10. Requires the purchase of a SD Card.
  11. Model 119415 comes with color built-in LCD color viewfinder

In the photo above you can see how small the new Bushnell Trophy Cam is comed to the older units.

Reconyx - MC65 Solocam IR - All New for 2009

Reconyx introduced the next generation in digtail scouting with the Mathews edition Solocam camera.

  1. 1/5 Second Trigger speed
  2. 1 Photo per second
  3. Lo-Glow IR - Semi-Convert
  4. IR Flash range of 50 feet
  5. CF up to 32 Gig - 4 gig card holds up to 10 - 15,000 photos
  6. Color by Day / Mono at Night
  7. 1080 High Definition images
  8. Operating tempatures - -20 to +120 degrees

Predator Trailcams - All new for the Xtinction & Evolution XR is "One touch set-up"

  1. "One touch set-up feature" Install batteries, Insert storage device choose - one touch option ans walk away! Its that simple.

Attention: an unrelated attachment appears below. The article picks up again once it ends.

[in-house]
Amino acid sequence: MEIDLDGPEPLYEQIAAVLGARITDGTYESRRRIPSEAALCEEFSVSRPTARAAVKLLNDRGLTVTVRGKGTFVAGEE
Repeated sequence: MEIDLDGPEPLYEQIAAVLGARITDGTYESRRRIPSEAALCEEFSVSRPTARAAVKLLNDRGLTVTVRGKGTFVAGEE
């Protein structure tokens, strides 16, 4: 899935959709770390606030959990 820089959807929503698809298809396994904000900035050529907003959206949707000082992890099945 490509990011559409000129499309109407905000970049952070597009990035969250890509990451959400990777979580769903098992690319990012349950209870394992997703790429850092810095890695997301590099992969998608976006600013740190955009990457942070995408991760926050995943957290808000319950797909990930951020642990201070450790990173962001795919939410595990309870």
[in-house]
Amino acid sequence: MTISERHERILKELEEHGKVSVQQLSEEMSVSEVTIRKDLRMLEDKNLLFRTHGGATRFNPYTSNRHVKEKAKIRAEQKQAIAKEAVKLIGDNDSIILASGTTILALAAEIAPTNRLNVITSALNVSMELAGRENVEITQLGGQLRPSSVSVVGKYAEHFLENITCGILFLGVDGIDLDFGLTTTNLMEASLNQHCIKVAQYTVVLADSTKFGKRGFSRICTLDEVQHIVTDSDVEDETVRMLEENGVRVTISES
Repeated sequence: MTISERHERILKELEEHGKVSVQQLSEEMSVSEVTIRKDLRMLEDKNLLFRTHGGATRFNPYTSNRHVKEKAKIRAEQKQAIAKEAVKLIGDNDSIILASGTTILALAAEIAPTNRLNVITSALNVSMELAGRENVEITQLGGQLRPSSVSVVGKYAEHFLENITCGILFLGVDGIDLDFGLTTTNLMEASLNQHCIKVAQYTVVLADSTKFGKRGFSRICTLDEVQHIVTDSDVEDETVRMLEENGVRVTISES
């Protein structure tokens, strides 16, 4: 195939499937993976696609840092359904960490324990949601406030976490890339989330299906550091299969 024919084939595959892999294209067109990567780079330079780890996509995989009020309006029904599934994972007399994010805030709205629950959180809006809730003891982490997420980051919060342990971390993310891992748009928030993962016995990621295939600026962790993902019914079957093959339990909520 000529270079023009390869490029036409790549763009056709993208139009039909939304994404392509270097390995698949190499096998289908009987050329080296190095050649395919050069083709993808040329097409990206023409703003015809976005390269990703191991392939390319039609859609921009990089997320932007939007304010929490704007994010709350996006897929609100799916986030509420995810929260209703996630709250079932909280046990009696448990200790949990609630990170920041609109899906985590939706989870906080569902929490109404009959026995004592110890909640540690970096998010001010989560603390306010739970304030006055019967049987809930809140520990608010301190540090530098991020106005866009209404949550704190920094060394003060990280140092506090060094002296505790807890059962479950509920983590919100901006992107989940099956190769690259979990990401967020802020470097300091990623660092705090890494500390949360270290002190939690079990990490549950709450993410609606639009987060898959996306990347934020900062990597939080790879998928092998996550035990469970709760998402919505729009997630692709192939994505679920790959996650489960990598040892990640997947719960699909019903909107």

2. The Xtinction features included - Double Vision Technology which uses 32 or 48 "True" infrared emitters. With 32 emitters activated the nighttime range will be 25 - 30ft, depending on conditions and settings. If 48 emitters are activated the nightime range will increase out to 40+ feet.
  3. High Resolution Images - 3.2 Day / 1.3 Night.
  4. Both units come standard with Next Generation Camo.
  5. 4 digit securtiy code can be entered on both units to prevent theft.
  6. Both photos and videos can be viewed in the field.

I have also been told that improvements have been made to increase the overall battery life of these units.

Moultrie Game Spy Management system - New units for 2009 Include the following features - (4 New Models)